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        Red List assessments of East African chameleons: a case study of why we need experts
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Abstract

The IUCN Red List of Threatened Species uses geographical distribution as a key criterion in assessing the conservation status of species. Accurate knowledge of a species’ distribution is therefore essential to ensure the correct categorization is applied. Here we compare the geographical distribution of 35 species of chameleons endemic to East Africa, using data from the Global Biodiversity Information Facility (GBIF) and data compiled by a taxonomic expert. Data screening showed 99.9% of GBIF records used outdated taxonomy and 20% had no locality coordinates. Conversely the expert dataset used 100% up-to-date taxonomy and only seven records (3%) had no coordinates. Both datasets were used to generate range maps for each species, which were then used in preliminary Red List categorization. There was disparity in the categories of 10 species, with eight being assigned a lower threat category based on GBIF data compared with expert data, and the other two assigned a higher category. Our results suggest that before conducting desktop assessments of the threatened status of species, aggregated museum locality data should be vetted against current taxonomy and localities should be verified. We conclude that available online databases are not an adequate substitute for taxonomic experts in assessing the threatened status of species and that Red List assessments may be compromised unless this extra step of verification is carried out.

Introduction

Species distribution data may be used in assessing a species’ risk of extinction (Mace & Lande, 1991; Rodrigues et al., 2006; Baillie et al., 2008; Mace et al., 2008). The IUCN Red List of Threatened Species (IUCN, 2012) is a set of biodiversity data that are used to categorize species according to threats to their population, distribution and habitat (IUCN, 2001; IUCN Standards and Petitions Working Group, 2008). The Red List is used to inform policy and decision-making processes on national and international levels (Lamoreux et al., 2003; Mace & Baillie, 2007; Hoffmann et al., 2008; Nicholson et al., 2012) and in biogeographical and biodiversity priority-setting analyses (e.g. Stuart et al., 2004; Grenyer et al., 2006; Isaac et al., 2007; Schipper et al., 2008).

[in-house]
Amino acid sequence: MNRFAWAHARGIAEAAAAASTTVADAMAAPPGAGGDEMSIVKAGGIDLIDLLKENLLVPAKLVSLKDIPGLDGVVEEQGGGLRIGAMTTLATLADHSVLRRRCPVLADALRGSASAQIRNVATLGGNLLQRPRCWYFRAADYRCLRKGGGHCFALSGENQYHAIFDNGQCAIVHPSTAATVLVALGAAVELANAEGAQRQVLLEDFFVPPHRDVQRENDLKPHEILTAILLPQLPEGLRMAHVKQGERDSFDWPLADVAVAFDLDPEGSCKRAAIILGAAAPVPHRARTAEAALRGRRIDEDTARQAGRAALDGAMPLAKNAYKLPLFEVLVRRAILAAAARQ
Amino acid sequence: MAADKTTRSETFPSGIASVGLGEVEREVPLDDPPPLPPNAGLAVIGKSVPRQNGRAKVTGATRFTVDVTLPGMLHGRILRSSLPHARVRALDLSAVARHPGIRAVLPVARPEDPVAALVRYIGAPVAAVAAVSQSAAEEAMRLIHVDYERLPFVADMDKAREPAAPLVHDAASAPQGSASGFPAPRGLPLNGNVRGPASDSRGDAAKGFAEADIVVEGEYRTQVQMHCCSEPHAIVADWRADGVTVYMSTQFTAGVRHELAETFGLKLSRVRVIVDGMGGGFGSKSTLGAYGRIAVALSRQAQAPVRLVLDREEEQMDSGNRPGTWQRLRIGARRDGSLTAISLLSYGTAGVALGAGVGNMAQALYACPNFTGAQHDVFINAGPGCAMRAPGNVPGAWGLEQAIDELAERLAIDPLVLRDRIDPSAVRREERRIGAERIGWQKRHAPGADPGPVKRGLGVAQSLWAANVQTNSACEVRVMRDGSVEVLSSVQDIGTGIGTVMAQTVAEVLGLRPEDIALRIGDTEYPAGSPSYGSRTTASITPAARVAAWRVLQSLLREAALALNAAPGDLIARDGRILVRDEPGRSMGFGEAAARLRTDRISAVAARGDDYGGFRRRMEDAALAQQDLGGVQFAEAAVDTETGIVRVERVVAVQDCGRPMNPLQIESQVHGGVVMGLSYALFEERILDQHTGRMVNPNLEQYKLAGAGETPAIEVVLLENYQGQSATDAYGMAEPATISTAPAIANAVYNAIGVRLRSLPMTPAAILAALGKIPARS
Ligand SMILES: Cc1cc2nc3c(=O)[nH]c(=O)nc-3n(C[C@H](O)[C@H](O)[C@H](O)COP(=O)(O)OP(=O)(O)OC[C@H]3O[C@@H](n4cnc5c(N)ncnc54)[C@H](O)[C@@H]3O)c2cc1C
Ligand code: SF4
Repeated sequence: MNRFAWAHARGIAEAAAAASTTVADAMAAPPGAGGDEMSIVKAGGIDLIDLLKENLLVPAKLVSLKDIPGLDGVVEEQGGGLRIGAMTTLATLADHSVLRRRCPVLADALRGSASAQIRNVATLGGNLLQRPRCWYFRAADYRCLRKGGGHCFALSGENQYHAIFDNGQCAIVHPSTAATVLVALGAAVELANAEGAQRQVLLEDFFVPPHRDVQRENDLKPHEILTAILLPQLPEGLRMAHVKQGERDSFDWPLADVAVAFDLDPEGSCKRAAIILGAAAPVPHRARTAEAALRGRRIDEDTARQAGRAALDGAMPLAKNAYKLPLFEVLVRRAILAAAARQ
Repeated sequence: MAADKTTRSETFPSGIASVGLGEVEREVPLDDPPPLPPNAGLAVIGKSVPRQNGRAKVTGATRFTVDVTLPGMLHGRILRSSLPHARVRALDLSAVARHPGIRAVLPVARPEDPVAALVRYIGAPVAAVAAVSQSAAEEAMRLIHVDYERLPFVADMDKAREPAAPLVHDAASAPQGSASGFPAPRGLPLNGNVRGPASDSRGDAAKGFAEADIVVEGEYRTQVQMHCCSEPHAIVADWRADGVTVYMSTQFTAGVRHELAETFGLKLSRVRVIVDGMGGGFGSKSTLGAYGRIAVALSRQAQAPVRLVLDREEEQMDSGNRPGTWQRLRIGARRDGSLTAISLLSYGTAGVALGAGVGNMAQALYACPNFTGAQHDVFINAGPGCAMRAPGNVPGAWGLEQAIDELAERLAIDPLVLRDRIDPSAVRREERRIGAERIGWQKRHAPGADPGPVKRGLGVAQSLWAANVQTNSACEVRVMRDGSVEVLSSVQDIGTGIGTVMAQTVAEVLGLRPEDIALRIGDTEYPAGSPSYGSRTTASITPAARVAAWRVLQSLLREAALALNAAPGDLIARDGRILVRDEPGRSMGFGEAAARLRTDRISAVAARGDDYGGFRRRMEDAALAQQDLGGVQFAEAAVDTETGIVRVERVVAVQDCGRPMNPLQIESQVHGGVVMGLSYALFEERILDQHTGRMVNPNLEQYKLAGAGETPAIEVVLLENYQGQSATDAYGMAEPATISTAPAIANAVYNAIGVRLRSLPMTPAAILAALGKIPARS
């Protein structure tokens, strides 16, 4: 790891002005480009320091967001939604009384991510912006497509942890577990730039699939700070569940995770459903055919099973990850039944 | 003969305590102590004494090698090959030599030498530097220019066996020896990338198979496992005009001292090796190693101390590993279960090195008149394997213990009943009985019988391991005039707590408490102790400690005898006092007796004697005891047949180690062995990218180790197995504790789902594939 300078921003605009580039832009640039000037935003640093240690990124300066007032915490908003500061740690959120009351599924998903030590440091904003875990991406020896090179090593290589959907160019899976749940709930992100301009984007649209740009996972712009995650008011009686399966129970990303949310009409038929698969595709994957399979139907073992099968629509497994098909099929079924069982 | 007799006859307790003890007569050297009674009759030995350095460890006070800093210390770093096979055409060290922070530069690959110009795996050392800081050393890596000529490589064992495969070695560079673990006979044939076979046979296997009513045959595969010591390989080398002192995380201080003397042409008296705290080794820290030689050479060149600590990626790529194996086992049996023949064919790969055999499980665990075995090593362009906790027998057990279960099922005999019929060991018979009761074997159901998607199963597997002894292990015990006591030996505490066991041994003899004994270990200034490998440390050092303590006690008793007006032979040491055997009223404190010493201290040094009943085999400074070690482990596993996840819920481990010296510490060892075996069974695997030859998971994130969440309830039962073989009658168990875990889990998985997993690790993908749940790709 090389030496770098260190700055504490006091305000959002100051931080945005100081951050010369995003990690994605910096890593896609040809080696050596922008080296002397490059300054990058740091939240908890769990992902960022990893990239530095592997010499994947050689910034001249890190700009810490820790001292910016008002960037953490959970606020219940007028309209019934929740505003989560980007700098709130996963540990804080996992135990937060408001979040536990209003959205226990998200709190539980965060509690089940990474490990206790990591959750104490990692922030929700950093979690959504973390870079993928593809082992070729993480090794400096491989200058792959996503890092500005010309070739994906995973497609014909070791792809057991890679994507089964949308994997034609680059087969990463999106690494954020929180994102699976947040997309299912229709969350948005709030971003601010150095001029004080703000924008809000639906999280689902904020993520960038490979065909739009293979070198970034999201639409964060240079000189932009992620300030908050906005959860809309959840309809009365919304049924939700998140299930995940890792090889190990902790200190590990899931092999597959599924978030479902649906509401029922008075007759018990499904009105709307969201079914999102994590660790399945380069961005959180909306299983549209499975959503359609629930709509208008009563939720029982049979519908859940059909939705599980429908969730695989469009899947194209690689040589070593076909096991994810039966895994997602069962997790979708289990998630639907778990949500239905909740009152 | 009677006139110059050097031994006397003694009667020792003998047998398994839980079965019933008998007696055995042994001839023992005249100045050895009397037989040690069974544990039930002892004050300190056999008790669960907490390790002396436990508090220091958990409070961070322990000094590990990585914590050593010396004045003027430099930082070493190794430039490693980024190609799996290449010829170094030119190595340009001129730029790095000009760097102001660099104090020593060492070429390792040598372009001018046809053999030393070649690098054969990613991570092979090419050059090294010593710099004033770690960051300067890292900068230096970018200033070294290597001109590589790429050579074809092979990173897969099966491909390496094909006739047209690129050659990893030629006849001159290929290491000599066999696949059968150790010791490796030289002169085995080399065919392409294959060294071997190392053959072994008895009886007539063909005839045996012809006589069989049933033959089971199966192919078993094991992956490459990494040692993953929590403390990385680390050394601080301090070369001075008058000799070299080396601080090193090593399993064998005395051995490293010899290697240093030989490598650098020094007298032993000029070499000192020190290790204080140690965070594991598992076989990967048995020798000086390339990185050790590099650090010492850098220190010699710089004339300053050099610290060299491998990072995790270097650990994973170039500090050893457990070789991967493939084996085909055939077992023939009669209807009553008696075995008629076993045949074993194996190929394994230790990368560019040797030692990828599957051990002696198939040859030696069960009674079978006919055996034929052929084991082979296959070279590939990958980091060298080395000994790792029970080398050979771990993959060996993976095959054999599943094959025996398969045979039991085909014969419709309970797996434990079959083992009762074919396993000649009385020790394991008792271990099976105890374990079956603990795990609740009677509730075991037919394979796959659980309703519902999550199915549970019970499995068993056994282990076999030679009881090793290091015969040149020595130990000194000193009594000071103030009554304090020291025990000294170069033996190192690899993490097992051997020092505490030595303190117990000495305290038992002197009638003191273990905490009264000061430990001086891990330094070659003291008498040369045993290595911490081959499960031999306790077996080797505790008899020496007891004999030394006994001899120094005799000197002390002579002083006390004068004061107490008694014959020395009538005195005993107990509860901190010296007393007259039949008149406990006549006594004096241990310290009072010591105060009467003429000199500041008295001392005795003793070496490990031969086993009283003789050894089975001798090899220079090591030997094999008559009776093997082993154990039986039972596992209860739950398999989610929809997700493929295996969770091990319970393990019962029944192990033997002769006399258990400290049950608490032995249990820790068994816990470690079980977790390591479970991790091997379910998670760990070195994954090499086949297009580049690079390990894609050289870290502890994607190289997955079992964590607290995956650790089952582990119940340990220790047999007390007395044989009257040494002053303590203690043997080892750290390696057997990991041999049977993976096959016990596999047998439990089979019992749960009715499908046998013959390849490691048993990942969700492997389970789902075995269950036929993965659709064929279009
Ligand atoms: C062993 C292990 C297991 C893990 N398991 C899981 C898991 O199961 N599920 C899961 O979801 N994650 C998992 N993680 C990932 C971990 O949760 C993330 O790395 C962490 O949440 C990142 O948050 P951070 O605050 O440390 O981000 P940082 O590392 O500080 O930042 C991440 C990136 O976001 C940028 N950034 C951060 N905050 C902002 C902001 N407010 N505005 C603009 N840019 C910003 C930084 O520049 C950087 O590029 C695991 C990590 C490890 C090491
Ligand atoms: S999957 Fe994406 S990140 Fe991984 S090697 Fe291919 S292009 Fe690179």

Of the estimated 5 ± 3 million species, of which 1.5 million have been described scientifically (Costello et al., 2013), 63,837 (primarily vertebrates) are included on the 2012 IUCN Red List. Of the reptile species described, 38% (3,363) have been assessed and 802 species are categorized as threatened (IUCN, 2012). Approximately half of all chameleon species (the majority from Madagascar) have been assessed using the Red List criteria.

Red List assessments are typically completed at a workshop, where experts synthesize published and unpublished data within a formalized Species Information System. This approach is designed to overcome limitations in the availability of data, allows screening of existing data and compiles accumulated field experience that is not available in any published format (Huang et al., 2012).

According to estimates there may be 2–3 billion specimens in natural history collections (Duckworth et al., 1993; Ariño, 2010; Scoble, 2010), and in the past using these museum data for biodiversity research was challenging because information had to be compiled manually from the collections. However, many museums have digitized the information contained in their specimen collections and made it available through the Global Biodiversity Information Facility (GBIF, 2014), an electronic data portal that provides a single point of access to databases from hundreds of museums and private collections. Although a large amount of data is available through GBIF it is still only an estimated 3.2% of the primary biodiversity data records in collections. The reasons for this include a lack of funds for digitization, and political and social boundaries to data sharing. Consequently the records available through GBIF tend to be from larger institutions, mostly in the developed world.